Wherever possible, REST resources and their representations will be maintained in a backwards compatible manner.
If it is necessary to change a representation in a way that is not backwards compatible, a new resource (or media type) will be created using the new representation, and the old resource (or media type) will be maintained in accordance with the deprecation policy, attached at the end of this document.
The behaviour of an API may change without warning if the existing behaviour is incorrect or constitutes a security vulnerability.
An API is Backwards Compatible if a program written against one version of that API will continue to work the same way, without modification, against future versions of the API.
If a resource exists at a particular URI, that same resource will continue to exist with the same meaning in future versions. This means:
If the resource at a URI is documented as being available in a specific media type (e.g. via the Content-Type header), that media type will be maintained. If a resource returns a default media type in the absence of content negotiation, that default will be maintained.
Resources with a media type of have additional stability guarantees.
If a property exists in a JSON object returned by the REST API, it will continue to be returned with the same name, and the same value type (i.e. String, number, array or object). If that value is an array, the type of the contents of the array will not change. If the value is an object, that object will satisfy the same compatibility guarantees as the document as a whole:
Resource and rate limits, and the default and maximum sizes of paged data ARE NOT considered part of the API and may change (possibly dynamically). It is the responsibility of the client to read the road signs and obey the speed limit.
Certain parts of the API are able to be extended by plugins. Plugins that extend the API MUST follow the compatibility guidelines. However, since plugins may be enabled, disabled, upgraded or downgraded at any time without warning, clients MUST NOT assume that data provided by extensions will be present in a response, or that extension data provided in a mutating request will necessarily be saved.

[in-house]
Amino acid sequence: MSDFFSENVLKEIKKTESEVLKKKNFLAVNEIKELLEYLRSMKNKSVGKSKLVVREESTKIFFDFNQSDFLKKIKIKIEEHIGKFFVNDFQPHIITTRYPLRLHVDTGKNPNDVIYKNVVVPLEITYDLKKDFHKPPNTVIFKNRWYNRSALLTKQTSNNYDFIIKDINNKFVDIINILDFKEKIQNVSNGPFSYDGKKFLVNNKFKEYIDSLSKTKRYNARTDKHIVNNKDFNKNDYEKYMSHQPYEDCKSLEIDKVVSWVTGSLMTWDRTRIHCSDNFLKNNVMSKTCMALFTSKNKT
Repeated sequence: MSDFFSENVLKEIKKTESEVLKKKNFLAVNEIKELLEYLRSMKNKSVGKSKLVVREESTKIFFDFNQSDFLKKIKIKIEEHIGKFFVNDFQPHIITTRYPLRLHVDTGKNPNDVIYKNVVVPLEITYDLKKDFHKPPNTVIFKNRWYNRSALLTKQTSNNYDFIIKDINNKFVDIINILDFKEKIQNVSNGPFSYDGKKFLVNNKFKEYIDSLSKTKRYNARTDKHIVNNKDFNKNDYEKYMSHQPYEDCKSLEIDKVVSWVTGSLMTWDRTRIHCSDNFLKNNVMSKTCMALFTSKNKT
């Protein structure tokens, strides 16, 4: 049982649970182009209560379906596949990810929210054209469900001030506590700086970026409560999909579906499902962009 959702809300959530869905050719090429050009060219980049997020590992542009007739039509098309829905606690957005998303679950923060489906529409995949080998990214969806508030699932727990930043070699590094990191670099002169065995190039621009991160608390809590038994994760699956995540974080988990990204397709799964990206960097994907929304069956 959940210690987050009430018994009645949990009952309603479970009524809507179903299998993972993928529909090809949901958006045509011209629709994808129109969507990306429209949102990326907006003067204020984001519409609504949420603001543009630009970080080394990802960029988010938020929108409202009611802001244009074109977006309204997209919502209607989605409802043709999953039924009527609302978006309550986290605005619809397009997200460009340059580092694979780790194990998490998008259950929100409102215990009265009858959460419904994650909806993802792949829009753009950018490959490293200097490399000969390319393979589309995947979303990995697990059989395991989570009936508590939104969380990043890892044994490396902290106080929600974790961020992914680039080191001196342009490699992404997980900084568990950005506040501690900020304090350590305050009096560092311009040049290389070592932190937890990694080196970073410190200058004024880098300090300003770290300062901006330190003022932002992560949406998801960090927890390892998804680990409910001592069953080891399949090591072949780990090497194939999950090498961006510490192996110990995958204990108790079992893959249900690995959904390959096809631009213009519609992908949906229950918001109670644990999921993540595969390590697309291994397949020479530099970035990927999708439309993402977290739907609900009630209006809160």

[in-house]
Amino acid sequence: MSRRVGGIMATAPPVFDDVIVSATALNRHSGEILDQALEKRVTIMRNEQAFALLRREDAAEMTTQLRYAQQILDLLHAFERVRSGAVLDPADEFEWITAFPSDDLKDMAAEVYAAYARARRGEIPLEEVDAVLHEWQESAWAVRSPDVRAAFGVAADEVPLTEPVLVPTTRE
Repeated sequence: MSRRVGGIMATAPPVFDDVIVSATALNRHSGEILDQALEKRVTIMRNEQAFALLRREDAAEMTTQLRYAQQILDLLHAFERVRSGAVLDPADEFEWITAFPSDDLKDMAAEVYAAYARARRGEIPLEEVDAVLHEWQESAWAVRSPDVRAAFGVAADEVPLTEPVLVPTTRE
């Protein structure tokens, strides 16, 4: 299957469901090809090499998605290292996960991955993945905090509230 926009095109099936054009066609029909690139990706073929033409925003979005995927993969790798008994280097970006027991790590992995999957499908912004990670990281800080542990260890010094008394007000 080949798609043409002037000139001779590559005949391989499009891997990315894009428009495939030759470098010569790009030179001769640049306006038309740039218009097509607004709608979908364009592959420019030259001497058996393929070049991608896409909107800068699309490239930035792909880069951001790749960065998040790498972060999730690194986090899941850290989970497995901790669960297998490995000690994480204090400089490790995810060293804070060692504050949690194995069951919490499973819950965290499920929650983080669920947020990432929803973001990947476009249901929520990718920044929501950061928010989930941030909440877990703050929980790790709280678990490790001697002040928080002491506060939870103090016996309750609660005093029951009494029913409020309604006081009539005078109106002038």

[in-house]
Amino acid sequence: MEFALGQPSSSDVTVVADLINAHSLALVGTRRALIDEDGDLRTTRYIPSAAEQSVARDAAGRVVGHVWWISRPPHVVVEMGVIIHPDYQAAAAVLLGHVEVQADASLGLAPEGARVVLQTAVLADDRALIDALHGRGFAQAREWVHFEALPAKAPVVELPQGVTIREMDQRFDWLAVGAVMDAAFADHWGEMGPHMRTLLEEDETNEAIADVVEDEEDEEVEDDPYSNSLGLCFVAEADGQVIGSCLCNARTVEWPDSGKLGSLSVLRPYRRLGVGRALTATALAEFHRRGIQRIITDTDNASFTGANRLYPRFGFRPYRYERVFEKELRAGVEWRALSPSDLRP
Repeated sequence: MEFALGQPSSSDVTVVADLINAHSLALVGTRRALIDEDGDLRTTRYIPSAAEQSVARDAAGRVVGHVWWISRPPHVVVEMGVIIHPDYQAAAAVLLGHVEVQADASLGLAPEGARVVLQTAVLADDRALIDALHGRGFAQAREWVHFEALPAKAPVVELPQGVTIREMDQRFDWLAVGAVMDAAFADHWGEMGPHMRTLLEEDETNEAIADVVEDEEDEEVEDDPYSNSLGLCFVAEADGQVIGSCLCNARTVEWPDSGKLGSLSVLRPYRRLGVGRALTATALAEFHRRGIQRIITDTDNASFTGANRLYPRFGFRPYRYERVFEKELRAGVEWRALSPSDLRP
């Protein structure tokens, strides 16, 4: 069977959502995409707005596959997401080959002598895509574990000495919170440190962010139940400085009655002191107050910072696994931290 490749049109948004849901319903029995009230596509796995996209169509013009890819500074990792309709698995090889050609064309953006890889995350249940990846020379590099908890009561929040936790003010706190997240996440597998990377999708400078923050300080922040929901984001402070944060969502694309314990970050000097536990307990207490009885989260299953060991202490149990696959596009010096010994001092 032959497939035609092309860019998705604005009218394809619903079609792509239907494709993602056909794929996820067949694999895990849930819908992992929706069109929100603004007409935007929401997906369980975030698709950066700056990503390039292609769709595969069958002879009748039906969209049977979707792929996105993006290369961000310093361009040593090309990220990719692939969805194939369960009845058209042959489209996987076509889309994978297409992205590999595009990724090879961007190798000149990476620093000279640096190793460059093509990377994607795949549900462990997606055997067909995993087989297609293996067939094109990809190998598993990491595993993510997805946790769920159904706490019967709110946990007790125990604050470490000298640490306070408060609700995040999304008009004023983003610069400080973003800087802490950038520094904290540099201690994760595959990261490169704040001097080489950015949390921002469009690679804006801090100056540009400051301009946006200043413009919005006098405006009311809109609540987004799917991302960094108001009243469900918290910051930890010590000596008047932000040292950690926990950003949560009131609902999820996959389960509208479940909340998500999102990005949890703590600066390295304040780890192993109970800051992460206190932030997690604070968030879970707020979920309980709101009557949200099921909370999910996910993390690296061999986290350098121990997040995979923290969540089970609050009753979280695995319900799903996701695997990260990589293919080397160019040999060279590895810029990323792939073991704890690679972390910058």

Responses will not be tagged with the version of the API. While a version number for the API may be available from certain resources (server info, plugin status, etc) clients should be aware that the deployed API version might change without notice, even between requests. The recommended way for a client to proactively determine if a particular capability is available in the API is to request it and see if it is there, and handle failure gracefully if that capability becomes unavailable during an interaction.
Media types MAY be used to indicate forms of representation of a resource that have changed over time, particularly when underlying formats have changed. For example, if the HAL specification were to hypothetically have multiple versions, we could differentiate the responses on a single resource using the header or as appropriate.
An API is Forwards Compatible if a program written against one version of the API will also work the same way, without modification, against previous versions of the API.
We make no guarantee of Forwards Compatibility in our REST APIs, but we provide the following non-normative guidelines about our approach to forwards compatibility.
Be conservative in what you do, be liberal in what you accept from others
Where possible, we follow the Robustness Principle above. This means that the API will determine what to do with a request based only on the parts of that it recognises.
The REST API deprecation policy should be consumed in addition to any other relevant deprecation policies. When there is a conflict of policy, the most restrictive policy should be followed.
All effort should be taken to notify consumers, through all relevant communication channels of new deprecations.
Publicly accessibly REST APIs must be given reasonable notice of deprecations. Any deprecated REST API in the cloud environment MUST be available in its original form for at least 6 months, UNLESS there are critical security vulnerabilities or these APIs are provided by plugin extensions as noted above.
Requests which are made to deprecated APIs SHOULD return a header on the response to notify the consumer that the endpoint is deprecated.